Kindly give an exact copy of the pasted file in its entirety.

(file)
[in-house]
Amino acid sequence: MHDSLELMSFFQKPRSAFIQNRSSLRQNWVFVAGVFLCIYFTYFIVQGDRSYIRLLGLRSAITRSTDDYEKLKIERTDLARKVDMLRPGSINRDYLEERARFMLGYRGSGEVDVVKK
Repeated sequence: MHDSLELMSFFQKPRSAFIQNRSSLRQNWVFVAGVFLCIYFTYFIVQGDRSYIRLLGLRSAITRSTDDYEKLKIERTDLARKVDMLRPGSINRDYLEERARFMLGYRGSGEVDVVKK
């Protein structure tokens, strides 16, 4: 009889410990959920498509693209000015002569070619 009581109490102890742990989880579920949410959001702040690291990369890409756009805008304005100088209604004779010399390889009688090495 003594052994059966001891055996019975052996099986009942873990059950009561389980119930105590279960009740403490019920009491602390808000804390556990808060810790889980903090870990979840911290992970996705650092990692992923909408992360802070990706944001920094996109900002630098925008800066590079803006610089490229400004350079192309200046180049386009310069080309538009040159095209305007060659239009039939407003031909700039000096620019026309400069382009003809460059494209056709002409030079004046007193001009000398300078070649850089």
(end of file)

[in-house]
Amino acid sequence: MHDSLELMSFFQKPRSAFIQNRSSLRQNWVFVAGVFLCIYFTYFIVQGDRSYIRLLGLRSAITRSTDDYEKLKIERTDLARKVDMLRPGSINRDYLEERARFMLGYRGSGEVDVVKK
Repeated sequence: MHDSLELMSFFQKPRSAFIQNRSSLRQNWVFVAGVFLCIYFTYFIVQGDRSYIRLLGLRSAITRSTDDYEKLKIERTDLARKVDMLRPGSINRDYLEERARFMLGYRGSGEVDVVKK
């Protein structure tokens, strides 16, 4: 009889410990959920498509693209000015002569070619 009581109490102890742990989880579920949410959001702040690291990369890409756009805008304005100088209604004779010399390889009688090495 003594052994059966001891055996019975052996099986009942873990059950009561389980119930105590279960009740403490019920009491602390808000804390556990808060810790889980903090870990979840911290992970996705650092990692992923909408992360802070990706944001920094996109900002630098925008800066590079803006610089490229400004350079192309200046180049386009310069080309538009040159095209305007060659239009039939407003031909700039000096620019026309400069382009003809460059494209056709002409030079004046007193001009000398300078070649850089």